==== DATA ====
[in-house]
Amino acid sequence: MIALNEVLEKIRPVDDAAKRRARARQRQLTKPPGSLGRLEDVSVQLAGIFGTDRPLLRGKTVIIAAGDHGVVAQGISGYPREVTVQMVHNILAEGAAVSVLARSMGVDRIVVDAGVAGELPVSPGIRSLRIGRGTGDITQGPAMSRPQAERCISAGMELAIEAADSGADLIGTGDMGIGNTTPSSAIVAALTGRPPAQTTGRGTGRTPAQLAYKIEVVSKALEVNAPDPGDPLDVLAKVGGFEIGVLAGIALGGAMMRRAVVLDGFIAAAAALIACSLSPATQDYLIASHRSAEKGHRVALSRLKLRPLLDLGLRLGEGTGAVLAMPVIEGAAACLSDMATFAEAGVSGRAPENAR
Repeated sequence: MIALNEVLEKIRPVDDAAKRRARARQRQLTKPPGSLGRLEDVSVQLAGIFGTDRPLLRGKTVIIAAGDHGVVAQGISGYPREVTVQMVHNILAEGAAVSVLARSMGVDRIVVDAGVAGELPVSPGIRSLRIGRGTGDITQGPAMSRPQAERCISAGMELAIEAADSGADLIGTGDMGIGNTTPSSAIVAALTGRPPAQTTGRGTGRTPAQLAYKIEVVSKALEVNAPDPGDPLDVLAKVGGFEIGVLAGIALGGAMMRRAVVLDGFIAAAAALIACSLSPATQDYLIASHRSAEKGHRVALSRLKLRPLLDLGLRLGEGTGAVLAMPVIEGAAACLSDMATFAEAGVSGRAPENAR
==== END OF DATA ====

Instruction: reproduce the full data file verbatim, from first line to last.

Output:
[in-house]
Amino acid sequence: MIALNEVLEKIRPVDDAAKRRARARQRQLTKPPGSLGRLEDVSVQLAGIFGTDRPLLRGKTVIIAAGDHGVVAQGISGYPREVTVQMVHNILAEGAAVSVLARSMGVDRIVVDAGVAGELPVSPGIRSLRIGRGTGDITQGPAMSRPQAERCISAGMELAIEAADSGADLIGTGDMGIGNTTPSSAIVAALTGRPPAQTTGRGTGRTPAQLAYKIEVVSKALEVNAPDPGDPLDVLAKVGGFEIGVLAGIALGGAMMRRAVVLDGFIAAAAALIACSLSPATQDYLIASHRSAEKGHRVALSRLKLRPLLDLGLRLGEGTGAVLAMPVIEGAAACLSDMATFAEAGVSGRAPENAR
Repeated sequence: MIALNEVLEKIRPVDDAAKRRARARQRQLTKPPGSLGRLEDVSVQLAGIFGTDRPLLRGKTVIIAAGDHGVVAQGISGYPREVTVQMVHNILAEGAAVSVLARSMGVDRIVVDAGVAGELPVSPGIRSLRIGRGTGDITQGPAMSRPQAERCISAGMELAIEAADSGADLIGTGDMGIGNTTPSSAIVAALTGRPPAQTTGRGTGRTPAQLAYKIEVVSKALEVNAPDPGDPLDVLAKVGGFEIGVLAGIALGGAMMRRAVVLDGFIAAAAALIACSLSPATQDYLIASHRSAEKGHRVALSRLKLRPLLDLGLRLGEGTGAVLAMPVIEGAAACLSDMATFAEAGVSGRAPENAR